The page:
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Magnificent box for Nathan Mayer Rothschild




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UPDATE: Following research by the College of Arms, it has been discovered that this stunning box and counters was made for NATHAN MAYER ROTHSCHILD. This has obviously been a very exciting discovery - for numerous reasons. First - and this was why the arms proved so difficult to identify- the arms shown on box and counters were granted on 26 February 1818. They show the orignal grant of arms with the lion passant holding five arrows to represent the five sons of Mayer-Amschal Rothschild who were sent off by their father to various fanancial centres in Europe to establish the foundations of the Rothschild empire. These arms were however only used for a short length of time: Nathan Mayer Rothschild was made a Baron in Austria on 29 September 1822 and he was granted a new coat of arms there which was quickly adopted. Nathan's son Lionel obtained a Royal Licence in 1838 to use these arms in Britain. 

Thanks to the Windsor Herald for research work.

This attribution explains why the box and counters are of such exceptional quality; the counters were matched only by sets made for royalty and in particular the almost identical set made for King Charles IV of Spain (see related article).  

 

If you have looked at the article about the box and counters for Charles IV King of Spain, then you will recognise much about these counters. The lacquer box itself if quite different, however: it resembles at first sight a games box made for the English market. But several things make it stand out. First of all the size: it is much larger than the standard box. They trays are larger, as are the interior boxes. The quality of the gilding is exceptional, as is the condition. The Pope Joan trays for instance are stacked separated by very old tissue paper. The artwork is superb. The gilding on the trays is of a richness and depth that exceed any quality I have seen before. And the condition is quite amazing. This box and counters have been treasured and preserved in original condition. And finally - something I have never before seen on a games box- instead of the usual wooden feet, it has ivory ones.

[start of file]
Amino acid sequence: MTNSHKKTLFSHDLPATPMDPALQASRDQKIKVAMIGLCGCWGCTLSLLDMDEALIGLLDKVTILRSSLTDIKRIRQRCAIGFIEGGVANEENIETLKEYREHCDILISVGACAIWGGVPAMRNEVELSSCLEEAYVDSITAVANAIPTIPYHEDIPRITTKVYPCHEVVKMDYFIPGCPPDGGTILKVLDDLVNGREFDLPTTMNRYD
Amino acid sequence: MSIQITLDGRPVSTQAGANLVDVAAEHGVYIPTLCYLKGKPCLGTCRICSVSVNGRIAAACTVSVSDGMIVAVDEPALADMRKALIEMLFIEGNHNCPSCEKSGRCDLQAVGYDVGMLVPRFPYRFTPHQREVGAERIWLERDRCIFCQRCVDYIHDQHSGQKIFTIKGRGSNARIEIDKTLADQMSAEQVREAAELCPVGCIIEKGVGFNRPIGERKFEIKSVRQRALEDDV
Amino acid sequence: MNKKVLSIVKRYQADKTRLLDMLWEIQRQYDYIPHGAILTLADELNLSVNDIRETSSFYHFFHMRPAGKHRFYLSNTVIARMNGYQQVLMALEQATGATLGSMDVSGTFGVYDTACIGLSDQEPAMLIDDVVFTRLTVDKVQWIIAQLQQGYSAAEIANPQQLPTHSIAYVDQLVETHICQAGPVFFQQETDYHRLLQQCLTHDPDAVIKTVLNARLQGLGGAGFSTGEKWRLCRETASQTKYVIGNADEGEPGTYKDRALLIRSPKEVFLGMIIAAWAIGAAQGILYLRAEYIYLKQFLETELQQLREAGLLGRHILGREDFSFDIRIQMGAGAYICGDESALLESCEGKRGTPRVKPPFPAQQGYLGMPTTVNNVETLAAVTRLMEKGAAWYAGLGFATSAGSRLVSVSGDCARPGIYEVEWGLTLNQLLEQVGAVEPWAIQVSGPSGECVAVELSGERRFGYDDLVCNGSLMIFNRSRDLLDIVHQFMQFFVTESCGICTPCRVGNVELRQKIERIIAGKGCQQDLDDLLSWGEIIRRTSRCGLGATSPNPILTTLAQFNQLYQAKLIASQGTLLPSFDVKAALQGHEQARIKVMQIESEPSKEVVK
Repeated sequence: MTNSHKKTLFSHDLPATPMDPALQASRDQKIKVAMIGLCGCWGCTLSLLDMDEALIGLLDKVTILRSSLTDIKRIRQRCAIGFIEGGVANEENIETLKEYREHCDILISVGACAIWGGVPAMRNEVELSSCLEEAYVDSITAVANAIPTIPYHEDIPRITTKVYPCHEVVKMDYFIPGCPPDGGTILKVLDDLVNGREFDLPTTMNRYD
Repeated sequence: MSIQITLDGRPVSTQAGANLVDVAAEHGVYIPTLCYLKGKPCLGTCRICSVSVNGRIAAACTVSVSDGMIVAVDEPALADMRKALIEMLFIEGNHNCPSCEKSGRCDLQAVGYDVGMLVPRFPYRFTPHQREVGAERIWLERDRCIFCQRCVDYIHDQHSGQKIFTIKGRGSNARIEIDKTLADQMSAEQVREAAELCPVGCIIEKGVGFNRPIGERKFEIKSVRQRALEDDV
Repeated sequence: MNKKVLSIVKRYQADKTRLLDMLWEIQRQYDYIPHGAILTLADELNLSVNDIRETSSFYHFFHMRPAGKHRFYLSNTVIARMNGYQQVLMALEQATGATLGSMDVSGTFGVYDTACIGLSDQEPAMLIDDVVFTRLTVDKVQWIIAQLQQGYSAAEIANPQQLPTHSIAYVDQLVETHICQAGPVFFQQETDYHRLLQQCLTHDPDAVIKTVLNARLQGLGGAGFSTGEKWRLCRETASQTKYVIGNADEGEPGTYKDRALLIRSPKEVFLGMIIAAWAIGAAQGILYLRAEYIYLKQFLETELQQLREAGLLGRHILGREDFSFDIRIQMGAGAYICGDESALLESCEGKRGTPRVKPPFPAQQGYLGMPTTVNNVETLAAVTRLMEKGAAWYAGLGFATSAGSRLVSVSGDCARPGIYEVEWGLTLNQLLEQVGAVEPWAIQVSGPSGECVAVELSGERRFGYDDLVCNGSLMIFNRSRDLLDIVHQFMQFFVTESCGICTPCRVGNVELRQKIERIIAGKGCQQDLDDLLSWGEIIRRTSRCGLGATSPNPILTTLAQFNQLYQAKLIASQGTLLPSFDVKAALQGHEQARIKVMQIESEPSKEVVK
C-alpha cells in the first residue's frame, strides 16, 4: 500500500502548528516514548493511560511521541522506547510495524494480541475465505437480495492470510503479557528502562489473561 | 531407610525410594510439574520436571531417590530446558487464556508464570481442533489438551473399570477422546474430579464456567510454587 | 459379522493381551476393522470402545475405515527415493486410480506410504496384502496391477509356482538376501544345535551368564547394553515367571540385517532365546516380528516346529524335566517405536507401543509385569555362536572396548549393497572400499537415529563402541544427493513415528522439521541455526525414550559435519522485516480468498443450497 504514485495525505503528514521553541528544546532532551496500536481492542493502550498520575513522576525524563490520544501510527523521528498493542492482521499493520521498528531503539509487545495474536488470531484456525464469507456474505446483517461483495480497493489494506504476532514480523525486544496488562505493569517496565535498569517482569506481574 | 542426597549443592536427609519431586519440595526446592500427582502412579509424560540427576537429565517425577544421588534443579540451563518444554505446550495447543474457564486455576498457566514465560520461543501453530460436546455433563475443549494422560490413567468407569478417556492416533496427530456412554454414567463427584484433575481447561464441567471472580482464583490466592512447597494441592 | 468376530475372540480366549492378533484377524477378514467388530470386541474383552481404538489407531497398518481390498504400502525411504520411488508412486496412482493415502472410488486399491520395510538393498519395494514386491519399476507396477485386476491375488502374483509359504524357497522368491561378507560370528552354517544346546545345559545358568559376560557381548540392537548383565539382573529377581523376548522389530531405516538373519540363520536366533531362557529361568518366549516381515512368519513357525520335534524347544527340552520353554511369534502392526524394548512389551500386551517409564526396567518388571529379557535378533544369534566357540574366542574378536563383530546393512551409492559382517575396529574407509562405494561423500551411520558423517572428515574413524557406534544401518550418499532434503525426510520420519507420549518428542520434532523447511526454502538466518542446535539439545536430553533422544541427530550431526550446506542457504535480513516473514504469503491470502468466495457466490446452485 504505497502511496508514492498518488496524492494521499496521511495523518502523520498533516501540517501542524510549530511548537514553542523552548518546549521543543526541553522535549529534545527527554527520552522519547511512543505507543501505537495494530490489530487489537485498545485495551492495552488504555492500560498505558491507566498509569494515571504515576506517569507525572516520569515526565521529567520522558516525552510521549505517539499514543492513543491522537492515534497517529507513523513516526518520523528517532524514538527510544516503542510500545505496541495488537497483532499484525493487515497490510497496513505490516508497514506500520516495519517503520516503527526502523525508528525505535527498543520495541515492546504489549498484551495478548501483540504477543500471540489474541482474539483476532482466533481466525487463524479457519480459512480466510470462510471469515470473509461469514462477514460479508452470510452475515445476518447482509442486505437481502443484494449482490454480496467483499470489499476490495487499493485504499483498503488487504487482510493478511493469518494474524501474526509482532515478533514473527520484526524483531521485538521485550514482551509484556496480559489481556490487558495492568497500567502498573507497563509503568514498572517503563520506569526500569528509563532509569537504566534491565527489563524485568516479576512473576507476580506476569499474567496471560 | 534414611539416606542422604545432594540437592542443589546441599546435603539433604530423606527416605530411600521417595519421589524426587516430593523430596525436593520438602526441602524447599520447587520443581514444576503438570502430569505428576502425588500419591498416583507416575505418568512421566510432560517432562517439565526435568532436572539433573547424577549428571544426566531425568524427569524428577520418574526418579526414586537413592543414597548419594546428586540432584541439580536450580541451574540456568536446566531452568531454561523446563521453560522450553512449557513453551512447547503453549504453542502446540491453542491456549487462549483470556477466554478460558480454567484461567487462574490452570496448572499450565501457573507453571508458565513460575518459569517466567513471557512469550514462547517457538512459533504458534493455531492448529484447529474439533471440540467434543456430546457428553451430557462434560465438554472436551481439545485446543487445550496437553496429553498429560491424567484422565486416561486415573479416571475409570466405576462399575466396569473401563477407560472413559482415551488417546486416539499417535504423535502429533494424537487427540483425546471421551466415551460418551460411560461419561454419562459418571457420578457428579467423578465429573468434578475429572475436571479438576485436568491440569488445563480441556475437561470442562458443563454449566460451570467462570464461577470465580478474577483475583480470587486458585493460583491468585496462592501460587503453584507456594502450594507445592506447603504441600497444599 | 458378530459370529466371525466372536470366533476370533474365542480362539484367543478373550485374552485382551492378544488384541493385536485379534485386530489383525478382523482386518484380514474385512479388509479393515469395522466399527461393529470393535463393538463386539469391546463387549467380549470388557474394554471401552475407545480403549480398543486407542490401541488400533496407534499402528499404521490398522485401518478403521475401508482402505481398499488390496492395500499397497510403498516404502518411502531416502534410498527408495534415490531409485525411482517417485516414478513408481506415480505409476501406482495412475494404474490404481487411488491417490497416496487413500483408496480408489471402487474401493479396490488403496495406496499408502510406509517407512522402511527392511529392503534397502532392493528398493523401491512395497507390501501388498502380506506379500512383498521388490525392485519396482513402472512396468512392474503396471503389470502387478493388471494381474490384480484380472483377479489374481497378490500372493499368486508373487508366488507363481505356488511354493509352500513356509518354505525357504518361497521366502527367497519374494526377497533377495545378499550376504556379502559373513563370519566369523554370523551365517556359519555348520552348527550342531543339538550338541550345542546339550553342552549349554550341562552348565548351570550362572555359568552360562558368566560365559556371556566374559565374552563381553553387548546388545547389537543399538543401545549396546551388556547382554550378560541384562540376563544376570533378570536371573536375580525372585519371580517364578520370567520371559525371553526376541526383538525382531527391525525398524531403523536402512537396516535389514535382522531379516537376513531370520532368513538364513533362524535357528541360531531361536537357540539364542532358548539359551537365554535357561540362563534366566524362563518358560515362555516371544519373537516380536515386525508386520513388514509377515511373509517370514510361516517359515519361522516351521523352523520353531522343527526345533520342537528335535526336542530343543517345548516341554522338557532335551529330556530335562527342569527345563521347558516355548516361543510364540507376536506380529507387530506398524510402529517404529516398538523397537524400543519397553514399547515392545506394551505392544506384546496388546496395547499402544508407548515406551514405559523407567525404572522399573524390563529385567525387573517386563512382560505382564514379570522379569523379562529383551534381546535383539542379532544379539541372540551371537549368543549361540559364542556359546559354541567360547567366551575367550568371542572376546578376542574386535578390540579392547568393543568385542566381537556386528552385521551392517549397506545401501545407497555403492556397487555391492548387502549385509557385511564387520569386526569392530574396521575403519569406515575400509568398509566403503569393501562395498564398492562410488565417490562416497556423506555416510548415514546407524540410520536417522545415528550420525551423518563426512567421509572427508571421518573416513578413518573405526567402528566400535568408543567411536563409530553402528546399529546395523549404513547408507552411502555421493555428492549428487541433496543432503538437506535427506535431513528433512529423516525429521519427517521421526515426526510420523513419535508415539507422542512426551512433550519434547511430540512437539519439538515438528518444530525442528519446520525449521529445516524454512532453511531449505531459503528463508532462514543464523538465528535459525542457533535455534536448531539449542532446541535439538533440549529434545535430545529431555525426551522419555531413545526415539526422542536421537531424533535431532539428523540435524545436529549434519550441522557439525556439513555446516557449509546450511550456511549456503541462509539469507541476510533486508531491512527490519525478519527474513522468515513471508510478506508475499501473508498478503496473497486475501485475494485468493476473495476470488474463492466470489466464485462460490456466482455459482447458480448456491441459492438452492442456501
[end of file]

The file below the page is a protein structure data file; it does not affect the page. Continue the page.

That is the box. Inside it gets even more special. First of all there are two very rare and special VOLTERETE (a very popular card game at the time) scoring plans. These measure an amazing 3 1/4 inches diameter. Both are deep-carved and one is fretted as well. There is just one similar in the box made for the King of Spain, so this was a truly special commission. And then the counters: these are in five different shapes, all deep-carved and made of very thick m-o-p. So thick in fact that many of them ( just like Charles IV counters)  have surface striations. And the set is very large indeed with a total of 168 counters including the two large rounds. There are 92 longs ( numbered to the reverse 1), 18 large ovals (5), 18 'squares' with canted corners (10), 18 rounds (20) and 20 'squares' (100).

The arms - repeated on all the counters and the two large rounds- are: a lion passant gardant holding in the paw five arrows and the crest is: from a crown pallisado a demi-lion rampant gardant holding in the paws five arrows (as in the arms). This set was clearly made for a very important family - and research continues to see if they can be found. 


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